I was born in 1950 and I’m middle-classI am middle-class and middlebrow, a product of mid-twentieth-century American middlebrow culture. My family’s journey parallels that the country’s new middle class. It begins with my grandparents on both sides, who were Midwest farm couples, moves through my mother, who was a Book-of-the-Month Club member and over whose shoulder I read, and my father, a GI Bill intellectual and college professor, to my wife and our daughters with our ranch house, our Volvos and our Jon Gnagy Learn to Draw Art Kit that we ordered online.

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Ned Stuckey-French teaches at Florida State University and is the author of The American Essay in the American Century. His essays have appeared in journals such as In These Times, The Missouri Review, The Normal School, The Los Angeles Review of Books, Tri-Quarterly, and Guernica.

Editor: Sari Botton

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1 Nicola Humble, The Feminine Middlebrow Novel, 1920s to 1950s: Class, Domesticity, and Bohemianism (New York: Oxford U P, 2001)

2 Gnagy’s daughter maintains an excellent web site about her father’s life and work with links to articles about him and videos of the original shows: Polly Gnagy Seymour, The World of Jon Gnagy, October 20, 2006 . The best print sources on his life are a brief biography from An Exhibition of Paintings and Litho-Drawings (Idyllwild, California, 1964); Susan Morgan, “Each and Everyone of You,” Real Life Magazine 18 (Summer 1985); and Bill Einhorn, “Did You ‘Learn to Draw’ From Jon Gnagy,” Reminisce Magazine (22 November 1997). [full citations from Michele H. Bogart, Artists, Advertising, and the Borders of Art (Chicago: U of Chicago P, 1995) 404.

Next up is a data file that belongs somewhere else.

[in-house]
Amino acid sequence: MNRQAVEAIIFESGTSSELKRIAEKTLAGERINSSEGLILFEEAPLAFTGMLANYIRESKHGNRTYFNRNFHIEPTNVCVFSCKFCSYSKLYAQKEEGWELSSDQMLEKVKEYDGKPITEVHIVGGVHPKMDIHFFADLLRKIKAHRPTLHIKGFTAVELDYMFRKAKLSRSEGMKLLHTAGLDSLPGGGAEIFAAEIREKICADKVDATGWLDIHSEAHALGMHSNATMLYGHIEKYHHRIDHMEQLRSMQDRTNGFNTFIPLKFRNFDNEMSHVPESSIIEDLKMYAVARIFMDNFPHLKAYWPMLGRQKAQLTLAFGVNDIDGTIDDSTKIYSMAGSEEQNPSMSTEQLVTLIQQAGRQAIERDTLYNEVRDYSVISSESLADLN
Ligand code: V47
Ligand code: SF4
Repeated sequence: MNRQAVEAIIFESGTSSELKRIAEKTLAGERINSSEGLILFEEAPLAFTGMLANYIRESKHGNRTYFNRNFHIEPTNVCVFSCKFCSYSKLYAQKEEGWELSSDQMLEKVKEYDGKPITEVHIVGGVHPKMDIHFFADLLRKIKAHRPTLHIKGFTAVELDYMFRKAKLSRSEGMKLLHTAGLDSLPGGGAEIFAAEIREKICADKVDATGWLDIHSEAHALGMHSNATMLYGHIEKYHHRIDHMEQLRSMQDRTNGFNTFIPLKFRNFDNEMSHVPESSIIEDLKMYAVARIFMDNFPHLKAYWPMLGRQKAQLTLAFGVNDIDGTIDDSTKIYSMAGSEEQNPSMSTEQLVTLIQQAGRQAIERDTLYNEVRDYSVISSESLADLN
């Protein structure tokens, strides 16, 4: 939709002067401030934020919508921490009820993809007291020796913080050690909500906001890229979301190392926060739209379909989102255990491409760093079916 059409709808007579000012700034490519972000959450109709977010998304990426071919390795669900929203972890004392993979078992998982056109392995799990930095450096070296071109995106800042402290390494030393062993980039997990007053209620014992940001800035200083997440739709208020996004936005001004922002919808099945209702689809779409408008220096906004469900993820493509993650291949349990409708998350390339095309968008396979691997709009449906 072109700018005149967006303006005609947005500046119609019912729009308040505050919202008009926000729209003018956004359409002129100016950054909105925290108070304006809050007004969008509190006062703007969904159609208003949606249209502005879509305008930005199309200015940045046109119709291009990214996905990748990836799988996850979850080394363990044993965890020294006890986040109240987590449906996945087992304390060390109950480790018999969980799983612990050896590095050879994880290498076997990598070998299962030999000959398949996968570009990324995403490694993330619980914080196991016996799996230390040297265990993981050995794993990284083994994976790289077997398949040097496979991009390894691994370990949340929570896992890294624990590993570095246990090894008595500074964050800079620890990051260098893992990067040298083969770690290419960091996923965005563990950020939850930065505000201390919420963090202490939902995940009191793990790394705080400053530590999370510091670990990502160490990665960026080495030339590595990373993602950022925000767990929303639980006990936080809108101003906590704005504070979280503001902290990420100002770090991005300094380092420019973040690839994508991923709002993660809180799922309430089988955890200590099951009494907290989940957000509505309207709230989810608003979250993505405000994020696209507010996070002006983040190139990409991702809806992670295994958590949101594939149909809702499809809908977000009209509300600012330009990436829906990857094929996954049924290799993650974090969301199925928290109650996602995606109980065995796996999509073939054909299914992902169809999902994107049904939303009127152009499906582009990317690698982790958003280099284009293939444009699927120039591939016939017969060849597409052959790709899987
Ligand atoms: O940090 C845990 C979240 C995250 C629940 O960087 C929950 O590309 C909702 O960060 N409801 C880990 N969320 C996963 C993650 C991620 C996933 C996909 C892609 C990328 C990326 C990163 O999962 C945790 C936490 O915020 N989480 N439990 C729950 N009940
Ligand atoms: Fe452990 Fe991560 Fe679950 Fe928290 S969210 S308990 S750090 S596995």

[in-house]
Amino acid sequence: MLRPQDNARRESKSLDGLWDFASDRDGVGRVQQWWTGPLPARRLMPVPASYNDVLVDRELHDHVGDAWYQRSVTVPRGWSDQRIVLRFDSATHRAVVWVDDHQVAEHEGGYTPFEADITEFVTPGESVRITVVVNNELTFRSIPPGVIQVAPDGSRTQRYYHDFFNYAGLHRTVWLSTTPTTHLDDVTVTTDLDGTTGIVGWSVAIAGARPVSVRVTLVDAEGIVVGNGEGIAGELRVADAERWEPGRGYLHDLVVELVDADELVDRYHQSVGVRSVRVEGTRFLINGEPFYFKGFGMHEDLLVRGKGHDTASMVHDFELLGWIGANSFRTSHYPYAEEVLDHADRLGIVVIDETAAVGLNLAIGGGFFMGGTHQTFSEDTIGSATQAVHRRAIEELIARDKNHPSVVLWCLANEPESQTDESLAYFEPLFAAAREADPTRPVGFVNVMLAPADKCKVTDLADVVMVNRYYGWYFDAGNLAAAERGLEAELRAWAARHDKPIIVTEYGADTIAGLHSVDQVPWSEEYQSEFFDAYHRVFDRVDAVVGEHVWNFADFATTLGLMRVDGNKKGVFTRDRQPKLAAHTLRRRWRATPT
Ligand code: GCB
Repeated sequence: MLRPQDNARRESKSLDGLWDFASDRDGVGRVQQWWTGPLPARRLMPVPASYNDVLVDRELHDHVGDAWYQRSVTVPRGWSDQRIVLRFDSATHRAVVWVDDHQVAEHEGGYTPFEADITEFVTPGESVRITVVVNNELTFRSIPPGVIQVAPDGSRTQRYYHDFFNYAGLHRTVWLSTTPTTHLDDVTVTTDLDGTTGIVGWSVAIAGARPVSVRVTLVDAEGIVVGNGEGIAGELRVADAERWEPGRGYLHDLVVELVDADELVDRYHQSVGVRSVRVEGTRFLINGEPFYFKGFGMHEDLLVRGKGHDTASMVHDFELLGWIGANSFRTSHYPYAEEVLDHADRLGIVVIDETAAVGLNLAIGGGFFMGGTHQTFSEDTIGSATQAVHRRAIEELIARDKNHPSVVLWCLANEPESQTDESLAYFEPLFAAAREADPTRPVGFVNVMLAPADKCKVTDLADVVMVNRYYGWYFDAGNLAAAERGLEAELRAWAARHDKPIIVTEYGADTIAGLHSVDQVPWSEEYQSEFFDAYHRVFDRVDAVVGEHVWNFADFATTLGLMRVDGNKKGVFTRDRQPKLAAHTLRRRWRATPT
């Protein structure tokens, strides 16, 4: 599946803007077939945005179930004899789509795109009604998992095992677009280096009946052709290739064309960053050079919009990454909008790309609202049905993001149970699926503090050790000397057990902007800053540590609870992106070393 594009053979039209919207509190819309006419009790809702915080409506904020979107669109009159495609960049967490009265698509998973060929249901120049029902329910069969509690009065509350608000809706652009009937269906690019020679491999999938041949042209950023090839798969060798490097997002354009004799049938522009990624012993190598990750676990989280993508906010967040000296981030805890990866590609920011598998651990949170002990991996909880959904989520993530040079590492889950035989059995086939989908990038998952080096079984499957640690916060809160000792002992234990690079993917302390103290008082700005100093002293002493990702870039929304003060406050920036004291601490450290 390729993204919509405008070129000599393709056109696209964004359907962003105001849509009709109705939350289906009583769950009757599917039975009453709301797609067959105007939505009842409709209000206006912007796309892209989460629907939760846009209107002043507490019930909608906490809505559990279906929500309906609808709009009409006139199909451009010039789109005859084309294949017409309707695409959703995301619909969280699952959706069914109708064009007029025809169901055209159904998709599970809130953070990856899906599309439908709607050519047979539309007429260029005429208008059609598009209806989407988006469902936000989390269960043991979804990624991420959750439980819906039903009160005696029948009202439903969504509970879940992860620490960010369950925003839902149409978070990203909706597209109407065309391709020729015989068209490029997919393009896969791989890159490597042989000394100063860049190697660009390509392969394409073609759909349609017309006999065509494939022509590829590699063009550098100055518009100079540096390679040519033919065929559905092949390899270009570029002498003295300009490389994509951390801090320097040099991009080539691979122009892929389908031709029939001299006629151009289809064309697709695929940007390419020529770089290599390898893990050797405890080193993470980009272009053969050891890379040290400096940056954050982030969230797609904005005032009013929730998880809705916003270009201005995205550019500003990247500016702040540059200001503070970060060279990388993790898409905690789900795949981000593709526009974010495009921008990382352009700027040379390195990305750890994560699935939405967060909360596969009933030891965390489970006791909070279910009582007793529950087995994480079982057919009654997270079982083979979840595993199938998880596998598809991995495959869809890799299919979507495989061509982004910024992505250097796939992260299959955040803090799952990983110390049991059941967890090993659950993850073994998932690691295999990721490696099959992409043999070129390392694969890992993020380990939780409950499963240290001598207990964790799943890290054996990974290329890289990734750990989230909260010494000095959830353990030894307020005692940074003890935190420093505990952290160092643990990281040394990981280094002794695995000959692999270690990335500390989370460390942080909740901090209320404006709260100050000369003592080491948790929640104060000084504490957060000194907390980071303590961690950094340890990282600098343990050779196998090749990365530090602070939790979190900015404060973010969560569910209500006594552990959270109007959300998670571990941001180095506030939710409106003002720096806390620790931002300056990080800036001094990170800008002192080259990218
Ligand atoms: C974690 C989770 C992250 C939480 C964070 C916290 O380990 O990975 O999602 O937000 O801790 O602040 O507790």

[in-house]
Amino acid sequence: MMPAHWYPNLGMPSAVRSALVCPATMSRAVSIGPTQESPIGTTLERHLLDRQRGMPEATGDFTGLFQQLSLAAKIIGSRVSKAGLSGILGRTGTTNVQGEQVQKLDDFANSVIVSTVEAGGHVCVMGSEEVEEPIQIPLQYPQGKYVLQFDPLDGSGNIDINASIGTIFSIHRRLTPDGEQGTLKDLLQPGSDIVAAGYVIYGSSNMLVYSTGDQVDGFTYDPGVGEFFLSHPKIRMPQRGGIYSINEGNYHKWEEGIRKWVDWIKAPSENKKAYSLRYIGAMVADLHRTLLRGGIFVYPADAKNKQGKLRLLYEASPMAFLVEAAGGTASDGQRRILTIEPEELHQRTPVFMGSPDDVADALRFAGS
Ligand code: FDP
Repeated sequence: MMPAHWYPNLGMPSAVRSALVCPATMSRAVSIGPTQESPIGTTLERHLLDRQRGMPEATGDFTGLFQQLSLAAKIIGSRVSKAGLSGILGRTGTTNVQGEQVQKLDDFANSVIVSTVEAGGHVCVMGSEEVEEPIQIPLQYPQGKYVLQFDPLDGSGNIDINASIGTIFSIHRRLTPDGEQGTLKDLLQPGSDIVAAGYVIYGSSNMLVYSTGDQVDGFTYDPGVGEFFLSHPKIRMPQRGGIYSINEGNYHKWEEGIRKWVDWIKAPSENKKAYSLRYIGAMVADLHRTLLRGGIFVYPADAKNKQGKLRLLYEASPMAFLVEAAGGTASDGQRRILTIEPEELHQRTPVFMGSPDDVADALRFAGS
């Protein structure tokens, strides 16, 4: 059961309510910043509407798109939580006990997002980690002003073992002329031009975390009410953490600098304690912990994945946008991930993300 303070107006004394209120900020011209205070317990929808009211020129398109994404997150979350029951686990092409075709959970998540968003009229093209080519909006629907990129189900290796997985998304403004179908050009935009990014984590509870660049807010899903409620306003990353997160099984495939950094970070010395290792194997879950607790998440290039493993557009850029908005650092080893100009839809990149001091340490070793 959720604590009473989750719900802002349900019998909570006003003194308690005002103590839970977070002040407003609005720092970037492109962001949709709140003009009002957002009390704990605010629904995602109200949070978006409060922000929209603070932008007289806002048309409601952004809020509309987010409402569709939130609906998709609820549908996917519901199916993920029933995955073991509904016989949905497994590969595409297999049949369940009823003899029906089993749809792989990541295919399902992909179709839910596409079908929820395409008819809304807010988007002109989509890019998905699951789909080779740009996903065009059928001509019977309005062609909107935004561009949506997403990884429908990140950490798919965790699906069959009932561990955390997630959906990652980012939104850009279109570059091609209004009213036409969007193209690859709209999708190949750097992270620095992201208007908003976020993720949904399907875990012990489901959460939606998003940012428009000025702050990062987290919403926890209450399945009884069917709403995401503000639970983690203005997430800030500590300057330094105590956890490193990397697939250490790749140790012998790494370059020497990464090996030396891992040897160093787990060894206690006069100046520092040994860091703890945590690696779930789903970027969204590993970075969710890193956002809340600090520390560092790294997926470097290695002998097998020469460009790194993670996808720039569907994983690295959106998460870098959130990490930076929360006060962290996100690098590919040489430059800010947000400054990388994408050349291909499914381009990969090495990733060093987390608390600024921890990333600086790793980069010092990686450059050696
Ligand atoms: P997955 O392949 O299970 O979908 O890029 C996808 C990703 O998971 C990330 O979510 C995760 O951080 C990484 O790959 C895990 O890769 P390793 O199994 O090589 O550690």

3 David Sarnoff, “Possible Social Effects of Television,” Annals of the American Academy of Political and Social Science 213 (January 1941) 152, quoted in Pamela Wilson, “NBC Television’s ‘Operation Frontal Lobes’: Cultural Hegemony and Fifties’ Program Planning,” Historical Journal of Film, Radio and Television 15.1 (1995) 89.

4 Weaver as quoted by Thomas Whiteside, “Profiles: The Communicator (Part I), The New Yorker (16 October 1954) 39, as quoted in Wilson 90.

5 Greenberg, “Symposium on ‘The State of American Writing,’” Partisan Review (August 1948) 879.

6 Quoted in Val Adams, “Art Instruction for the Masses: Jon Gnagy Combines TV Entertainment With Drawing Lessons,” The New York Times (20 January 1952) X11.

7 Ibid.

8 Cecil C. Hoge, Sr., Mail Order Moonlighting, Revised Edition (Berkeley, CA: Ten Speed Press, 1988) 44.

9 Quoted in Adams, “Art Instruction for the Masses,” X11.